Former Chelsea, Manchester City and AC Milan striker George Weah will be the next president of Liberia.
Weah, 51, became the first non-European player to win the Ballon d’Or in 1995 – just one of many achievements over a prolific 18-year professional career that ended in 2003.
He entered politics after his retirement and had been serving as a senator in Liberia’s parliament.
His victory was announced by Liberia’s National Elections Commission on Thursday – it said that with 98.1% of ballots counted, Weah had won 61.5% of the vote.
He will succeed Ellen Johnson Sirleaf, Africa’s first elected female president. She defeated Weah in elections in 2005, held shortly after the end of a brutal civil war.
How good was Weah the player?
For a few years in the 1990s, Weah was among the best strikers in world football.
Capable of scoring all sorts of goals, his most famous moment came while playing for AC Milan in 1996 when he scored a solo effort against Verona which started in his own penalty area and saw him dribble past almost an entire team.
First brought to Europe by Arsene Wenger at Monaco in 1988, Weah scored 47 league goals for the club in four years before a move to Paris St-Germain. There he won the league title in 1994 and was the top scorer in the Champions League a year later – finishing ahead of Jari Litmanen, Romario and Hristo Stoichkov – before moving to Milan in 1995.
Playing alongside Roberto Baggio, Weah won Serie A in his first season with the club and won it again in 1999 but eventually fell out of favour and had short spells with both Chelsea and Manchester City in the Premier League.
But he scored just four goals in the English top flight though before returning to France – though he did add the FA Cup to his trophy collection with the Blues.
|How Weah made Ballon d’Or history|
|Prior to 1995, only European players were eligible to win the Ballon d’Or||He remains the only African player to win the award|
|That year, the rules were changed to allow all players who play for European clubs to be eligible||Of the 21 awards given since Weah’s win, 11 have gone to Europeans|
|Weah won in 1995 – the first non-European to do so||Six AC Milan players have won the award – no club has had more winners|
At international level, Weah was unable to help Liberia reach a World Cup but he did play in two Cup of Nations, scoring against Mali in 2002.
From sport to politics
Weah is not the first sports star to move from the pitch to the political world.
Sebastian Coe went from Olympic champion to the House of Lords, via the Commons, and is now head of athletics’ world governing body the IAAF.
One of Britain’s greatest Paralympic athletes, Tanni Grey-Thompson won 11 gold, four silver and a bronze medal at five Paralympic Games. In 2005, she became a Dame and in March 2010 was made a life peer and sits in the House of Lords as Baroness Grey-Thompson.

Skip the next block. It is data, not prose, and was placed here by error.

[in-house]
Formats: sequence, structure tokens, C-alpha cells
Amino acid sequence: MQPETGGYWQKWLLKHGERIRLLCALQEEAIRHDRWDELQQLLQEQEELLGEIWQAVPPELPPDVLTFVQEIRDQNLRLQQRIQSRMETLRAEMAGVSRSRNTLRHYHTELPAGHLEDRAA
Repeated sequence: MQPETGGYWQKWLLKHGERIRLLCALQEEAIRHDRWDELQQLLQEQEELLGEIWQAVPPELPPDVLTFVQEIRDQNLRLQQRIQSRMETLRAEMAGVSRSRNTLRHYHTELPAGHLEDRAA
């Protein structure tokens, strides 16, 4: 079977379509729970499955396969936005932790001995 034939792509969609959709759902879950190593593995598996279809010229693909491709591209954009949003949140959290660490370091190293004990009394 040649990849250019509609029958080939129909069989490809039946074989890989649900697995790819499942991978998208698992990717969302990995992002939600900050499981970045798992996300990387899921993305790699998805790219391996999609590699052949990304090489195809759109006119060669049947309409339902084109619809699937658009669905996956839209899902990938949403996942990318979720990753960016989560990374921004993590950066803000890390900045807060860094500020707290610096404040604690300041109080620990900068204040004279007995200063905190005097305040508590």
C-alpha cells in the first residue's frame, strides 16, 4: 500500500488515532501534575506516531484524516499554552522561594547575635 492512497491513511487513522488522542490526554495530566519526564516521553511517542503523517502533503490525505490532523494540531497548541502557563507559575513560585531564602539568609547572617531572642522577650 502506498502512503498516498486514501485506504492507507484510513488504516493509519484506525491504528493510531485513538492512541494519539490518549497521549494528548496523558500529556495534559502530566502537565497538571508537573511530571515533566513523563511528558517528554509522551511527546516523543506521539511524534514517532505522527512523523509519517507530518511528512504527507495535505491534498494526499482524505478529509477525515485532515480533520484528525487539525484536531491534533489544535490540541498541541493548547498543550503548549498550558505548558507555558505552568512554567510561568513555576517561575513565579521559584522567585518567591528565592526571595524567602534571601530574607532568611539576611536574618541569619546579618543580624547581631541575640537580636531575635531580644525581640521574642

Cricketer Imran Khan captained Pakistan to victory at the 1992 World Cup, but he has spent the past 20 years in politics. He formed the Pakistan Tehreek-e-Insaf party in 1996 and has been leader of the opposition since 2013.
Chess legend Garry Kasparov stood for the Russian presidency in 2007 and is an outspoken critic of Vladimir Putin. He is chairman of the Human Rights Foundation.
As a boxer, Manny Pacquiao won world titles at five weights over a 12-year career, with his pay-per-view fights earning a reported $1.2bn (£893m). But he is now a senator in the Philippines.
Vitali Klitschko, the three-time world heavyweight champion boxer is mayor of Kiev in his native Ukraine. He has previously spoken of his desire to run for the country’s presidency.
What was it like to play with Weah?
Former Netherlands defender Mario Melchiot, who played with Weah at Chelsea, on BBC World Service
He was a great player, but also – what a person. After he came to Chelsea he walked in the dressing room and asked me: Can I sit next to you?
Can you imagine? I said: ‘Dude, you can sit wherever you want’.
We used to call him ‘Mr Weah’, because he was a top man. His personality and the game, together – that made him who he is today.
Now, having been elected president, he has got what he has been fighting for for so long.
Ex-Bermuda striker Shaun Goater was at Manchester City when Weah joined in 2000.
Good luck to him, because he was brilliant. He came in and was just so humble. This was one of the world’s best players – we were just thinking: ‘My…’
When he was leaving, I was out doing extra training and I said: ‘George have you got any spare boots?’ You just wanted to have something of his. But in the dressing room everything was cleaned out. They took the lot!